'Dementiaville' exemplifies what's possible in long-term care
Asking 'what if?' a powerful tool for long-term care providersSeptember 19, 2012
Imagine living your senior years in a specially-designed community that takes you back to your past, a place where you’re familiar with your surroundings; a place where people can relate to one another.
Welcome to Hogewey — also known as “Dementiaville” — in the Dutch town of Weesp. A gated community of 23 homes with 152 residents, Hogewey has the distinction of being the world’s only community designed specifically for people living with Alzheimer’s disease and related dementia.
Hogewey’s beginnings were humble. Originally a regular long-term care home, Hogewey’s founders asked themselves in 1993 if this was a home where they would want themselves or their parents to live their senior years.
The answer was a collective “no.”
Thus began the process of creating perhaps the most unique long-term care environment for people with dementia. The new Hogewey opened in December 2009.
The group then decided that people needed to live alongside others who were like them, had similar interests and backgrounds. So, they decided the new project they were embarking on, to change the paradigm of long-term care, should appeal to seven segments of society: the upper class, working class, people who enjoy cultural activities, people who lived their lives in cities, people who value faith, homemakers, and people who came to the Netherlands from Indonesia, a former Dutch colony.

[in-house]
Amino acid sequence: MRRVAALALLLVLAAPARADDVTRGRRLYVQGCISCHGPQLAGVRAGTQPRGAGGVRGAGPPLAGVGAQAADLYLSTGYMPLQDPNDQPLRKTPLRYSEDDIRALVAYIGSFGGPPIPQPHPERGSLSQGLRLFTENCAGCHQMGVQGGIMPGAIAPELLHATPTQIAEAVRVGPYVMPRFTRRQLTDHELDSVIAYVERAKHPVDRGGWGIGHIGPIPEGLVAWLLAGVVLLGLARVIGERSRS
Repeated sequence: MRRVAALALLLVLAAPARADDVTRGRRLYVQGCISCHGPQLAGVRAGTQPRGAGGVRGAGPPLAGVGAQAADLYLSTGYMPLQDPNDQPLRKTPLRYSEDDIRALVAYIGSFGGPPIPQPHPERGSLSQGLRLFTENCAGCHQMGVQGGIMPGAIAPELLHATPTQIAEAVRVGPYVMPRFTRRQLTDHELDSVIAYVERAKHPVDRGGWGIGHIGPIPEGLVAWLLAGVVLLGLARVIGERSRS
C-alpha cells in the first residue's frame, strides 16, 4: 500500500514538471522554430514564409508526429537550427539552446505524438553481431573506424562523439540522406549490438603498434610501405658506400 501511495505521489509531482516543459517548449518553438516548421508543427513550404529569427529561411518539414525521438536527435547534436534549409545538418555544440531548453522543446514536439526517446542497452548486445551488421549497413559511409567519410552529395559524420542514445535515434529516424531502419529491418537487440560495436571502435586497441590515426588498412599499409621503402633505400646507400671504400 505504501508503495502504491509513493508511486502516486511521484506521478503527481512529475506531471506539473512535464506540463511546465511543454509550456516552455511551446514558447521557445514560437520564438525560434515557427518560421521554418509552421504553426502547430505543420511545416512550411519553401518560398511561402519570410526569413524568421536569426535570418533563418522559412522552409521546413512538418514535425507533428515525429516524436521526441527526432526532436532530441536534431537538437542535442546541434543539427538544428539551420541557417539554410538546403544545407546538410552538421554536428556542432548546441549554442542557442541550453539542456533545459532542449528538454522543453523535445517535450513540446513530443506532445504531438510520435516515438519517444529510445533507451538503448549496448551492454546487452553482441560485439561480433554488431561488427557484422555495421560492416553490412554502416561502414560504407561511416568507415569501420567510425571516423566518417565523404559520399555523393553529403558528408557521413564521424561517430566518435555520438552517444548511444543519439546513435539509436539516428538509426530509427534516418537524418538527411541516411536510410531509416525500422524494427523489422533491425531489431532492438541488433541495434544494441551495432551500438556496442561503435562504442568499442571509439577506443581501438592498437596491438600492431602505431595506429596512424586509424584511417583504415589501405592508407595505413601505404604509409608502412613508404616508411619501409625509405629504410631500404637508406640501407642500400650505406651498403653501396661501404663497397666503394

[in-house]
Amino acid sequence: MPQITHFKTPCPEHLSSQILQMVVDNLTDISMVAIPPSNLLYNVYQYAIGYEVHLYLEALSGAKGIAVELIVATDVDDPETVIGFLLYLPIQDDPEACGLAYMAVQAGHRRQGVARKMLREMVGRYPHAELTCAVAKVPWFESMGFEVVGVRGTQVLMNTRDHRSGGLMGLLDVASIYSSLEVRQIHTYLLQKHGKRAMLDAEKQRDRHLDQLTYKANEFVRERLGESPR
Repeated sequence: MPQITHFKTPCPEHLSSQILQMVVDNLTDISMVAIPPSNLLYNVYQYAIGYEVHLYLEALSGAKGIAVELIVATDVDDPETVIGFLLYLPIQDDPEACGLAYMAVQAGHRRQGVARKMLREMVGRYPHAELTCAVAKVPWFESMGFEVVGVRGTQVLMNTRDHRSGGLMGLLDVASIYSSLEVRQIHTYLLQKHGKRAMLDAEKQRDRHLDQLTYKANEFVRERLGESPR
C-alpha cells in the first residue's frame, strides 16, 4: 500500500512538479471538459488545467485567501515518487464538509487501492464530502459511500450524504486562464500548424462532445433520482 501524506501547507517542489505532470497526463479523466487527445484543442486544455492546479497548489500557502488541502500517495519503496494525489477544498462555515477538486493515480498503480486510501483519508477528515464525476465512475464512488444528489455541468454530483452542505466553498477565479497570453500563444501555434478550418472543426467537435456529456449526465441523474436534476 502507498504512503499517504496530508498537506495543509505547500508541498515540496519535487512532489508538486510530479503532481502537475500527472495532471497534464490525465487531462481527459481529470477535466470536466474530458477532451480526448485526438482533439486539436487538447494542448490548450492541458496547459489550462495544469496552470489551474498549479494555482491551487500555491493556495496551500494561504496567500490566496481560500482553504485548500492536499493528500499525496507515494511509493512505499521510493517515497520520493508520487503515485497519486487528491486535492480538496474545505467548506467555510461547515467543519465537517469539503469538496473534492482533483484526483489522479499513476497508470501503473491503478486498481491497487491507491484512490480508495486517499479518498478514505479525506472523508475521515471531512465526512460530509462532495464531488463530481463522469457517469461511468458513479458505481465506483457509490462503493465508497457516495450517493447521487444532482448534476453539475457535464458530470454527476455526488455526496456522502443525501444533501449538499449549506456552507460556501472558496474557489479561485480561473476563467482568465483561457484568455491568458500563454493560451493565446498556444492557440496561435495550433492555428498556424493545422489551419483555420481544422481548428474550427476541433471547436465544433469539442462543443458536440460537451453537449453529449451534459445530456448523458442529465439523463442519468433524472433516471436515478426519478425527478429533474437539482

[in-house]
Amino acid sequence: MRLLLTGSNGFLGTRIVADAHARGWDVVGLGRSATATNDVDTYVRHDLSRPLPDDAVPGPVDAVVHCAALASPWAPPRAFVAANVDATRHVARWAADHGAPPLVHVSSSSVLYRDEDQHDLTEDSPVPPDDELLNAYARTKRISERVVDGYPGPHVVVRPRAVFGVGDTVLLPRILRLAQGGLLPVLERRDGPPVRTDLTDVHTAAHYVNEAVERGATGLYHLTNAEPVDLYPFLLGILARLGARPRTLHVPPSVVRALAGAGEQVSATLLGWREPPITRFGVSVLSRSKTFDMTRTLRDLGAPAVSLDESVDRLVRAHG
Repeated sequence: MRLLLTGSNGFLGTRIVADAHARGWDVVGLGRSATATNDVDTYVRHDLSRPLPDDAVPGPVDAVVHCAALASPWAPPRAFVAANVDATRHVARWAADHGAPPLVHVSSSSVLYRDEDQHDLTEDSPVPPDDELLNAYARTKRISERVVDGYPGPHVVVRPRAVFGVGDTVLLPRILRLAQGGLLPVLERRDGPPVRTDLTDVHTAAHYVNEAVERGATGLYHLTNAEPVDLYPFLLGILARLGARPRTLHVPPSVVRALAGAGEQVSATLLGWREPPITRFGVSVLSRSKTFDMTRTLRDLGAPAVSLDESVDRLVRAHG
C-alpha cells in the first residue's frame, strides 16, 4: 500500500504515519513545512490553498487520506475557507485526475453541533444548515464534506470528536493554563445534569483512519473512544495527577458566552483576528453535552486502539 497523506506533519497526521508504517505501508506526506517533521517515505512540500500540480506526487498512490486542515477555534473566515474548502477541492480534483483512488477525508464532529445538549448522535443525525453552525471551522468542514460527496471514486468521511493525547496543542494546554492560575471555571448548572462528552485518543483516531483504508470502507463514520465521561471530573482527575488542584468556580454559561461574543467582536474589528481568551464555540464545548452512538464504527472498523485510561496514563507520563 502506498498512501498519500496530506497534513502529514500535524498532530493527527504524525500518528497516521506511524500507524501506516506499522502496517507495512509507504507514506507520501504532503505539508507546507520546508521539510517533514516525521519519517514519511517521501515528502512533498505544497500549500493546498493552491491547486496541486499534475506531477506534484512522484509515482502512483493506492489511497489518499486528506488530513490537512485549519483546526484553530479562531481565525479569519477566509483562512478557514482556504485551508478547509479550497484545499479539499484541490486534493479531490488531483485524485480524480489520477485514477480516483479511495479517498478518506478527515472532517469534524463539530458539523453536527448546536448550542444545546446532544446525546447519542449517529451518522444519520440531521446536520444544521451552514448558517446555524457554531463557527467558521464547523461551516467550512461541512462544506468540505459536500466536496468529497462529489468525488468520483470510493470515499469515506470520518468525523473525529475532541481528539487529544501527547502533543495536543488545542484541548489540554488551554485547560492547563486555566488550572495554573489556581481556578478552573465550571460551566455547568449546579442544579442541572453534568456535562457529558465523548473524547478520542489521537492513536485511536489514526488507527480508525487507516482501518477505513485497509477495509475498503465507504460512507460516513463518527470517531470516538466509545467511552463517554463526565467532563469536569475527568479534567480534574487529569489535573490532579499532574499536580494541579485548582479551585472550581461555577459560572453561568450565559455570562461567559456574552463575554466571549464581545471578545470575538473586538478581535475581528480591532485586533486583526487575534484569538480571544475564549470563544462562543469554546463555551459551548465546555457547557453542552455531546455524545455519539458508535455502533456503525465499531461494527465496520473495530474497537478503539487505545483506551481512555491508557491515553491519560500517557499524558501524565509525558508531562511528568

Those living in the community designed for wealthy residents are told their caregivers are servants, while those living in the working-class community are told their caregivers are extended family members.
Residents who lived their lives in urban settings live in homes mimicking contemporary Dutch urban life, while people living in the Indonesian residence receive the food and other customs from their homeland.
While segregation is practised within the residences, integration is encouraged in daily life outside the homes. As with any society, you will find Hogewey residents of all walks of life rubbing shoulders with one another in the common outdoor areas, which include town squares and tree-lined streets with shops, a supermarket, a pub, a restaurant and a theatre.
And what’s the result of providing long-term care in this manner to people living with dementia? According to those working at Hogewey, the segregated homes and integrated outdoor activities create an atmosphere where residents are calm, happy and fulfilled — the desired objective.
Understandably, not every long-term care home can be like Hogewey, however, everyone connected to a long-term care home can ask themselves what type of home they would want to live in and create and follow through with steps to actualize their visions.
If you have a vision for long-term care you would like to share with the OMNIway, please contact the newsroom at 800-294-0051, ext. 23, or e-mail deron(at)axiomnews.ca.
If you have feedback on this story, please call the newsroom at 800-294-0051, or e-mail deron(at)axiomnews.ca.
Back to News
There are currently no related stories.
View Recent Stories
View Archived Stories